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Beit Midrash Series P'ninat Mishpat

Dividing Government Funding – part II

---- ---Av 12 5779
3
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Based on ruling 75043 of the Eretz Hemdah-Gazit Rabbinical Courts.
P'ninat Mishpat
Rabbi Yosef Goldberg
1 - A Man Who Died Without Known Inheritors
2 - A Will To Bequeath Bank Accounts
3 - A Will That Was Not Publicized
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Case:
The plaintiff (=pl) and the defendant (=def) are organizations that do overlapping work in strengthening the religious/social fabric of a certain city. Def was looking for a grant from the Department of Education (=DOE) and was missing a couple of eligibility components – the operation of a kollel and reaching a certain number of hours of community work. Def suggested to pl that they join forces so that def could be eligible, and they would give 25% of the funding to pl. They signed a contract with terms. In 2012, def received funding after much effort. [We saw last time that pl deserved 20% for their imperfect help in making that possible.] In 2013 they received no funding. In 2014 they negotiated terms of agreement but did not sign a contract. Def received 281,111 shekels, but the two sides could not agree on the amount due to pl. Pl claims they deserve the same 25% for 2014 as for 2012. Although pl did not provide a kollel for 2014 (someone else did), the main money received was for hours of activity, and the 25% is justified for pl’s contribution to that. Def argues that they should get paid only an hourly rate for the hours of public activity and that they had raised that contention before 2014.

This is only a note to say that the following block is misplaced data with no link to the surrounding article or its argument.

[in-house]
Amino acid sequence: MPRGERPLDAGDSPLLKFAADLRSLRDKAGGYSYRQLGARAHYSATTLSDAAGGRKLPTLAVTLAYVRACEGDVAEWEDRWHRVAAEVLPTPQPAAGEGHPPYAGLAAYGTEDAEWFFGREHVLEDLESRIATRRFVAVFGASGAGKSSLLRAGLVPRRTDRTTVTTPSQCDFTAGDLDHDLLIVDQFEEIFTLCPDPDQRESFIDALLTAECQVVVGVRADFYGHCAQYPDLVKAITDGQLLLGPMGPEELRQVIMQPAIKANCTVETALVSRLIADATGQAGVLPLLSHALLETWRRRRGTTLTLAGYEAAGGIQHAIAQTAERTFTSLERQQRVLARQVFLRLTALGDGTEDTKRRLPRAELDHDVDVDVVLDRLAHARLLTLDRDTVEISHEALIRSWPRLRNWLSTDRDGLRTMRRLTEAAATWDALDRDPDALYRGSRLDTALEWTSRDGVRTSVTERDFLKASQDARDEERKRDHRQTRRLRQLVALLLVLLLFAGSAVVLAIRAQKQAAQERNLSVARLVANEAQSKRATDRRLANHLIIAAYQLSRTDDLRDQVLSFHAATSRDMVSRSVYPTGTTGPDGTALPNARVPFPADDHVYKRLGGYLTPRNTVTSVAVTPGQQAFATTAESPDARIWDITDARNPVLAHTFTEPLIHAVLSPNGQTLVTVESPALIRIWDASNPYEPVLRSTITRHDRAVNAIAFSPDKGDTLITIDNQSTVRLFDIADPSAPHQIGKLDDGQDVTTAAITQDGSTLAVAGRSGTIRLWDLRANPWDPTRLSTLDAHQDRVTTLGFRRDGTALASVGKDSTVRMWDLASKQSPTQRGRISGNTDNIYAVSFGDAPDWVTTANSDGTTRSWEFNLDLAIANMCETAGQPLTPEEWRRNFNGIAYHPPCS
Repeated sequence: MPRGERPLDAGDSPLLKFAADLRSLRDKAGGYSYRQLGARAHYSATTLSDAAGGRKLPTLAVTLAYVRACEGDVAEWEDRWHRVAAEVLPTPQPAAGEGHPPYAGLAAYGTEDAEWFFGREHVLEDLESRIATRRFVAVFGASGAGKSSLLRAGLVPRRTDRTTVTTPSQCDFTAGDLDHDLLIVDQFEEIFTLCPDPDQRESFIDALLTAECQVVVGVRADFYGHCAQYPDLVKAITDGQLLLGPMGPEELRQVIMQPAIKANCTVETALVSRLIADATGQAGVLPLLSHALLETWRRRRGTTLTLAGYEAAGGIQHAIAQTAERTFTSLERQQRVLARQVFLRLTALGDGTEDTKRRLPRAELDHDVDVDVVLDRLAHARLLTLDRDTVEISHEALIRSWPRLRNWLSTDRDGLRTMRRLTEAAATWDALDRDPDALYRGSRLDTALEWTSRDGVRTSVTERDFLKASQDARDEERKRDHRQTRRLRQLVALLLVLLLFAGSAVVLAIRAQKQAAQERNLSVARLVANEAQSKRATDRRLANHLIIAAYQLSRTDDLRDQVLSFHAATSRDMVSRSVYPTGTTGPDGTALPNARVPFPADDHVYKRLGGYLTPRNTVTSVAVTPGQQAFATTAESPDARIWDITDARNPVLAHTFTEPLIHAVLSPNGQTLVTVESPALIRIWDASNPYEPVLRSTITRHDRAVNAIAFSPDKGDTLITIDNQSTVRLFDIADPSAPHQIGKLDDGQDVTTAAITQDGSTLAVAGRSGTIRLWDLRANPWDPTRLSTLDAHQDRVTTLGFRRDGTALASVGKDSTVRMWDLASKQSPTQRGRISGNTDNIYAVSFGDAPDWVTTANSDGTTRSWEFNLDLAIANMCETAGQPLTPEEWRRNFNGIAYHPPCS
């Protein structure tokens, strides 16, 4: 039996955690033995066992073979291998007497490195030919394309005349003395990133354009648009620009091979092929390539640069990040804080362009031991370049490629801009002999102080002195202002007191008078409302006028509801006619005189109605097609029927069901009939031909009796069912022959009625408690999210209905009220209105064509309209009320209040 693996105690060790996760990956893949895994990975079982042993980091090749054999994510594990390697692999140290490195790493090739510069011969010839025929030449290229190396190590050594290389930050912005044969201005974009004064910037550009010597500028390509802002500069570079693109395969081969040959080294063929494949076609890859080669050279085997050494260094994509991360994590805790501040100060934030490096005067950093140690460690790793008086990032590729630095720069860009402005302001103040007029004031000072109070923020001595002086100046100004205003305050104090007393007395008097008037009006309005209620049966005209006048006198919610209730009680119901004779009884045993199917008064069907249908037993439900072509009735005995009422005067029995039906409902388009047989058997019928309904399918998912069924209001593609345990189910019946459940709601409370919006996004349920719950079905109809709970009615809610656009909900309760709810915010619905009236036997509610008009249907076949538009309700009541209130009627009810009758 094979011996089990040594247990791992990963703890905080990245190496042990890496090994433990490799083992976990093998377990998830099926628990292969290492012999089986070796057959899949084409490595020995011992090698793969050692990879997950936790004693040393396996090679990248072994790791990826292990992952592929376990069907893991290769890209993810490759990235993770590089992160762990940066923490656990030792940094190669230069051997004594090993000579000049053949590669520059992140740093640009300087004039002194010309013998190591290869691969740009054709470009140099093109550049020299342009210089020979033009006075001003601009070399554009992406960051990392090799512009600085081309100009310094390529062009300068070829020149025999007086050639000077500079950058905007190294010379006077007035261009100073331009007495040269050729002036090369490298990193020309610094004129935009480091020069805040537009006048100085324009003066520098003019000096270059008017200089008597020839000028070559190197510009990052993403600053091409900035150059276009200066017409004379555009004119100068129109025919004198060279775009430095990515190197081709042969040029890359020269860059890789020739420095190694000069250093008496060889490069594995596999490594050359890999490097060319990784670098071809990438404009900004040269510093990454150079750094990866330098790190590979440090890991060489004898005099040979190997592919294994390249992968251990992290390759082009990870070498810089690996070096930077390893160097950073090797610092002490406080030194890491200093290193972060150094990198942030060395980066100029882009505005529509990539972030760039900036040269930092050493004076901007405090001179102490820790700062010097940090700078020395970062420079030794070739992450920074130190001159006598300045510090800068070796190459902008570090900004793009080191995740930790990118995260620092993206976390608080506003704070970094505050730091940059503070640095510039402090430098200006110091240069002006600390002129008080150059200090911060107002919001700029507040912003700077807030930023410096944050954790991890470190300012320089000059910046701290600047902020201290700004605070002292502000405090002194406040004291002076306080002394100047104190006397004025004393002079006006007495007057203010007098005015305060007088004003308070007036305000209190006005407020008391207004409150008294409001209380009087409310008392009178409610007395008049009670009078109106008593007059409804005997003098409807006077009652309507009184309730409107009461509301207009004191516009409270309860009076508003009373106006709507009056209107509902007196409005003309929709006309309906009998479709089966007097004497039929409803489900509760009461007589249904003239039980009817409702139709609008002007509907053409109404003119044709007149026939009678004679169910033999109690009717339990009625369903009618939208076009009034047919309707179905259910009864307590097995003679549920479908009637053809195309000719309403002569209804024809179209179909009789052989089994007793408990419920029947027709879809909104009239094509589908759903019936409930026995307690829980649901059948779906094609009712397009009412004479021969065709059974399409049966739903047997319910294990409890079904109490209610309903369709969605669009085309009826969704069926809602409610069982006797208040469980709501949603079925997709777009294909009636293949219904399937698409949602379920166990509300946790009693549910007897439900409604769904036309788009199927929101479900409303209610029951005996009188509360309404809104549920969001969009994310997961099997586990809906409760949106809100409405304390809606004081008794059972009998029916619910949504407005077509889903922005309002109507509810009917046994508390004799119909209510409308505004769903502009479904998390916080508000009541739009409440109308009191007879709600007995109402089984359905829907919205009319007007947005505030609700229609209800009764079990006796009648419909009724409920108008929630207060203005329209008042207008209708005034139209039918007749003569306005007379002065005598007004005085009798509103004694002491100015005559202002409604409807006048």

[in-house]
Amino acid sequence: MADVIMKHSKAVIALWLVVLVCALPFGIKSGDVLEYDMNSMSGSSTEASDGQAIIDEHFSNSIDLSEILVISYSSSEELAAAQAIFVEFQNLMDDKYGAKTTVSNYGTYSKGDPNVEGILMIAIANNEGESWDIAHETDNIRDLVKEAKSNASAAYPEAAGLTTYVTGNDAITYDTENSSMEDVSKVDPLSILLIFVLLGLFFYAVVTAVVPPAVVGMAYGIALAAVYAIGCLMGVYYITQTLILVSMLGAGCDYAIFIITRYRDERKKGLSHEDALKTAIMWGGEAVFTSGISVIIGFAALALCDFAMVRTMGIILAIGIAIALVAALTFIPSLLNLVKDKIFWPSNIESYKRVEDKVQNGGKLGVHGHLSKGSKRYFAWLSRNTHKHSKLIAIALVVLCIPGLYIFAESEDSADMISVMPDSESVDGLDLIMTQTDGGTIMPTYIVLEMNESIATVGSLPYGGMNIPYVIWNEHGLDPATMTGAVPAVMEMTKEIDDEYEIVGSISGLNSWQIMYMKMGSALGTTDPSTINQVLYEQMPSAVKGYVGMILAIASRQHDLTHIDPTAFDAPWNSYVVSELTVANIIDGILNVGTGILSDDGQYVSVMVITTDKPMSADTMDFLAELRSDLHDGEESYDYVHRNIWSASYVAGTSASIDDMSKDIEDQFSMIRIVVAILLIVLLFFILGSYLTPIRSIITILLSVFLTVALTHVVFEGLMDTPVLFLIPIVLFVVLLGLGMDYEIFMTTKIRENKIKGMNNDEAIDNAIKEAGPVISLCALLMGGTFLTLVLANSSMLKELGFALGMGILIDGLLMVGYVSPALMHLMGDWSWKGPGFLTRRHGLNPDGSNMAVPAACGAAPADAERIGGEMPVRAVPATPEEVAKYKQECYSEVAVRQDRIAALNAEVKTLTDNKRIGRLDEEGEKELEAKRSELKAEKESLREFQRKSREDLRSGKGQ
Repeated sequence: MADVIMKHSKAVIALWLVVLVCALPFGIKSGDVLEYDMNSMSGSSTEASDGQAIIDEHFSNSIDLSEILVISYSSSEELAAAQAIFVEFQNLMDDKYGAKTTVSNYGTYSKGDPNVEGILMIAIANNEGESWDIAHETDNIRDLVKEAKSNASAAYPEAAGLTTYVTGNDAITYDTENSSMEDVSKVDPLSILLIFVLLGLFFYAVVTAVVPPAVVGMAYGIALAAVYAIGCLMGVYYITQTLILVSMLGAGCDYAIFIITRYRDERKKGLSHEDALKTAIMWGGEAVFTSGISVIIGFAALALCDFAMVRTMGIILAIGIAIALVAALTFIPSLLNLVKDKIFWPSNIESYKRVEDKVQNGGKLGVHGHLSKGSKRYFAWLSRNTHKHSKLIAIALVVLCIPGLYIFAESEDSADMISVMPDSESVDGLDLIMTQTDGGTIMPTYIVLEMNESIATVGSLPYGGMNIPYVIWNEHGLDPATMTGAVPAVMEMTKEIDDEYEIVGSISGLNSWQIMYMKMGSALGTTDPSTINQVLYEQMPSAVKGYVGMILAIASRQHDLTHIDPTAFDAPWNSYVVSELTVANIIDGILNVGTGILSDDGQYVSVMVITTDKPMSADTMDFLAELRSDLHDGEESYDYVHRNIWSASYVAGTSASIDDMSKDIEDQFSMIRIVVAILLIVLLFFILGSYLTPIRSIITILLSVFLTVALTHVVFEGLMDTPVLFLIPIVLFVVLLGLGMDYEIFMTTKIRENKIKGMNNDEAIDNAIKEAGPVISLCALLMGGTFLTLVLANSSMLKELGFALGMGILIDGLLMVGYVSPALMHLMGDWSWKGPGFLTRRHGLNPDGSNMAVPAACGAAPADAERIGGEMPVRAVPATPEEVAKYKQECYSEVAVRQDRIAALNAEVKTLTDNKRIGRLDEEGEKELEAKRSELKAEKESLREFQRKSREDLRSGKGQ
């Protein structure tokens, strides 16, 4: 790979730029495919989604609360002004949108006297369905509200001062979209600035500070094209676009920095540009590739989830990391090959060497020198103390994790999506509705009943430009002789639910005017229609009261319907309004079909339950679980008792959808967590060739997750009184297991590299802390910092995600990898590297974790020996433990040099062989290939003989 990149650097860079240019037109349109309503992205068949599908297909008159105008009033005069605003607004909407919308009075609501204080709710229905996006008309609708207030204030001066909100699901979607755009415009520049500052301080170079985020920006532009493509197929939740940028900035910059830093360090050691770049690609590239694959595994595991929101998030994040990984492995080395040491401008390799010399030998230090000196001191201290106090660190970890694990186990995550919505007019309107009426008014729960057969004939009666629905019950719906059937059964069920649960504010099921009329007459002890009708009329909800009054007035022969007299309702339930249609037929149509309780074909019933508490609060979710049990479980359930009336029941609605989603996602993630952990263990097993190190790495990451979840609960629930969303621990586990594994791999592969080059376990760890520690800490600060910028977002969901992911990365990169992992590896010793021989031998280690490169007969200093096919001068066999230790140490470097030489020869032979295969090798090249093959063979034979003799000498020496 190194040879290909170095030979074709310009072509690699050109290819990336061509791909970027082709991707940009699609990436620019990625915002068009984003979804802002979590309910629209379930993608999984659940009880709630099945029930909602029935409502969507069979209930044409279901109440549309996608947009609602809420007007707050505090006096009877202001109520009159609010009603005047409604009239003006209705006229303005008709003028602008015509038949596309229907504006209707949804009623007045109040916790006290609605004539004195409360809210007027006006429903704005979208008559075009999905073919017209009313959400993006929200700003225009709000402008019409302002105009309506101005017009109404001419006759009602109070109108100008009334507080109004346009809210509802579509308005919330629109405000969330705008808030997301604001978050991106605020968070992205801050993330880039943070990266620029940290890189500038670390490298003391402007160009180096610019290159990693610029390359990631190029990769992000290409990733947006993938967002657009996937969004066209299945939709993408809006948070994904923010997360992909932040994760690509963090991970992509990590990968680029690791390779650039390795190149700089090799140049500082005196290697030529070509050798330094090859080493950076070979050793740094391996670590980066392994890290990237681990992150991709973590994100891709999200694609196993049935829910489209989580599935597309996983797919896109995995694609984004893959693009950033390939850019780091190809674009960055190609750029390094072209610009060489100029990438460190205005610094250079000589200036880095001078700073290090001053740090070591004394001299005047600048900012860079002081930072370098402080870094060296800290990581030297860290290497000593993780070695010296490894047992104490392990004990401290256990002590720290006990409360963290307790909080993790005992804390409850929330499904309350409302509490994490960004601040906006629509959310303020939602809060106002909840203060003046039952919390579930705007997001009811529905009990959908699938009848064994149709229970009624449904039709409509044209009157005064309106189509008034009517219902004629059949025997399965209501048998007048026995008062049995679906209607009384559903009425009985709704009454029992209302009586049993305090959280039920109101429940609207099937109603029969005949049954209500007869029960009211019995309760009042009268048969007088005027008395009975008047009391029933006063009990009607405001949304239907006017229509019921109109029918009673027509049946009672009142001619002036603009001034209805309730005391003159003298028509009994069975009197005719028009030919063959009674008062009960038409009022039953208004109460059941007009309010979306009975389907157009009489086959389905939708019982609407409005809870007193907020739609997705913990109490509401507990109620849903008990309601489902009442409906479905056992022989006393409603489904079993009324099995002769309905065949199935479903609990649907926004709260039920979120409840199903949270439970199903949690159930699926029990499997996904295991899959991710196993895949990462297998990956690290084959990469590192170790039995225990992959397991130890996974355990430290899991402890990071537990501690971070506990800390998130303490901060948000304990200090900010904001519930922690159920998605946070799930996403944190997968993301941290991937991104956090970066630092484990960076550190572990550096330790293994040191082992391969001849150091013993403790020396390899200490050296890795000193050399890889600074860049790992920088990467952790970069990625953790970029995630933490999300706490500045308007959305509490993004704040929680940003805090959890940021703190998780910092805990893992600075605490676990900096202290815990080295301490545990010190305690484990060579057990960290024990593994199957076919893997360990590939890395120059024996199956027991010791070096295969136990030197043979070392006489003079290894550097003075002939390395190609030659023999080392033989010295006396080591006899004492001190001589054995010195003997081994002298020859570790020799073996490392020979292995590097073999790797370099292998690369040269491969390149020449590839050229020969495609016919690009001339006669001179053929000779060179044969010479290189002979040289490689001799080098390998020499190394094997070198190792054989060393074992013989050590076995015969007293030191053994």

Ruling: The Rama (Choshen Mishpat 333:8) rules that if an employer and employee had an agreement for a year and then the work continued after that point without agreement, the same conditions exist as in the previous agreement. In this case, due to the significant changes in what was being provided, we cannot assume the same payment. However, the basic logic of the original agreement, giving a percentage of the revenues produced, can continue.

There is no question that the element of the kollel is a major part of the equation, even though it does not receive a rating number regarding budgetary matters as other factors do. The kollel is at the base of garinim torani’im in general, which makes it important in receiving funding. It is also one of the most expensive parts of the group’s budget.

It is impossible to make an exact accounting of what part of the funding can be attributed to what element, but we arrived at an estimate that the kollel was responsible for 70% of the funding and the community hours at 30%. Giving pl 25% of the funding for that element comes to 7.5%. Because def raised in advance the difficulty in providing the same funding sharing to pl as previously and pl had said, "We will work it out," we will reduce the amount due to pl to 6.5% of def’s governmental funding.
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